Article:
The quest for new speaker technologies has resulted in some novel approaches to the reproduction of sound, as witnessed by products announced in the last few years by NXT and 1 . . . Ltd. (See previous story.) Some of Stereophile's readers may also recall that, back in May 1996, American Technology Corp. shook things up in the audio world by announcing what the company described as its "breakthough" new technology, the much-debated HyperSonic Sound (HSS). This was followed up in February 1997, when ATC announced the introduction of its Stratified Field Technology SFT, which company literature touted as "a significant improvement over conventional loudspeakers."
For quite a while now, Pioneer and Marantz have stuck their necks out with the few universal SACD/DVD-A/DVD/CD players available. Not any longer, as Onkyo, Teac and Yamaha join the club with new machines, aimed at consumers hedging their bets as to who will win the high-rez format wars.
Corporate consolidation has been likened to gravity: an inexorable, hard-to-resist force of nature always lurking in the background. D&M Holdings, parent company of Denon and Marantz Japan, has clearly felt its effects, announcing last week its latest acquisition: McIntosh Laboratory.
Threshold Corporation, long known as one of the original high-end audio equipment pioneers, is discussing plans to restructure the company to meet new market conditions. Threshold, based in Camarillo, California, manufactures high-end audio amplifiers, preamplifiers, and digital products under the Threshold, FortT, and PS Audio product lines. (PS Audio, of which Threshold Corp. is the majority owner, is currently a separate corporation.)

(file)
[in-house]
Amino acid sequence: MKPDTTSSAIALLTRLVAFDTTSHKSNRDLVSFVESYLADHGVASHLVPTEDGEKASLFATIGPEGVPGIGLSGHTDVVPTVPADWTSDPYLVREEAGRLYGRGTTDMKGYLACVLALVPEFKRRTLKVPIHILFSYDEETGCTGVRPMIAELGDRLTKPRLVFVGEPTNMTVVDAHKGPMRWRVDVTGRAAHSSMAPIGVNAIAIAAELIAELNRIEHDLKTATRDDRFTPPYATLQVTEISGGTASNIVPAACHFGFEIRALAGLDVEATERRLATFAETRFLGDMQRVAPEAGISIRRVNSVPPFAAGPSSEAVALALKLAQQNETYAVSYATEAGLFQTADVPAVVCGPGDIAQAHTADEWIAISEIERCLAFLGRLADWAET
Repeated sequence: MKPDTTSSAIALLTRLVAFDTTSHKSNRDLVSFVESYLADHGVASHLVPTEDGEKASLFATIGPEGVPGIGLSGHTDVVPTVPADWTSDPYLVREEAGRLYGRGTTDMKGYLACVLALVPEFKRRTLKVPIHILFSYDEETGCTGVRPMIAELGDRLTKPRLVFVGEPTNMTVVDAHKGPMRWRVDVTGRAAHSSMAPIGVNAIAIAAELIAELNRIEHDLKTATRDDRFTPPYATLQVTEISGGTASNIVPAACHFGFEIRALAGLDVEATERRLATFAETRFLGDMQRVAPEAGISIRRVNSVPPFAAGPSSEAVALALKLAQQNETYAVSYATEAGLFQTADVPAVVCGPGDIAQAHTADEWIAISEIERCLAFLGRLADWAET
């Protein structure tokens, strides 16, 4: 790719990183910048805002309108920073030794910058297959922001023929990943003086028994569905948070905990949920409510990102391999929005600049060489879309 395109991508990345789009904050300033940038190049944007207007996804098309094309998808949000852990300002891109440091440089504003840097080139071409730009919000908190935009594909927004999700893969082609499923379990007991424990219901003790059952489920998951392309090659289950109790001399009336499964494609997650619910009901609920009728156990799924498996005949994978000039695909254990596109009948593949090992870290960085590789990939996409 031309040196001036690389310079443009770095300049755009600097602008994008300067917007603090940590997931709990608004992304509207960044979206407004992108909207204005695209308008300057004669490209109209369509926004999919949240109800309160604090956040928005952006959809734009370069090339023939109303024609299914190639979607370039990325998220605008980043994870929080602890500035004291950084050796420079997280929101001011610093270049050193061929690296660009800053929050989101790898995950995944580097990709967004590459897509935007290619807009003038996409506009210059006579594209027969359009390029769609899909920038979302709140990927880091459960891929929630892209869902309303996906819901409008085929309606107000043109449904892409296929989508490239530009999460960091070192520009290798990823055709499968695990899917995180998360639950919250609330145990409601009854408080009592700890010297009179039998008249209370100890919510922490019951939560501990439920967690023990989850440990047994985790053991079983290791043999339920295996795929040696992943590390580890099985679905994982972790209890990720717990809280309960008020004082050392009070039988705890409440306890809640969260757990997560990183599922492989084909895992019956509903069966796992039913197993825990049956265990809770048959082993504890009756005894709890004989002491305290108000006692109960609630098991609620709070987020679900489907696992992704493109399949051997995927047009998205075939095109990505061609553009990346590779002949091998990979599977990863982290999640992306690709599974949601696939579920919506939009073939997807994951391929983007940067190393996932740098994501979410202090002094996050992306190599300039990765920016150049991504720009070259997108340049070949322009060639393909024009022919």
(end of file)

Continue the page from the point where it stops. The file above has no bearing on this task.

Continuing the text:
Music buyers will find a new report issued by Parks Associates both interesting and disturbing. Interesting in what it purports to reveal about consumers, and, as we shall see, disturbing in how the music industry is being urged to interpret the data.
At one time the music industry was known as a cultural force. It could excite the public and change the course of history, even prodding some governments to attempt censorship. These days, the record labels themselves are acting more and more like a police force, looking for ways to restrict and control how music consumers behave.
The music industry's worst nightmare is coming true: feeble attempts to shackle compact discs with "protection" are falling prey to simple felt pen hacks. And it's too late to build use-restriction and tracking technologies directly into CD players and existing computer CD drives.
After more than ten years in development, Sirius Satellite Radio announced last week that it will be officially launching its service with two events in Jackson, Mississippi beginning February 13. Sirius' competitor XM Satellite radio was able to get its service up and running last September.
While bunches 'o companies were hopping on the USB DAC bandwagon, Weiss quietly goes their own way, focusing on getting the audio out of your computer via FireWire. The company also sells professional audio equipment.
Embattled audio brand TAG McLaren Audio is showing more signs of life since hitting the ropes earlier this summer. After completing "a full strategic review of its participation in the audio market," the company had announced a re-focused effort to continue.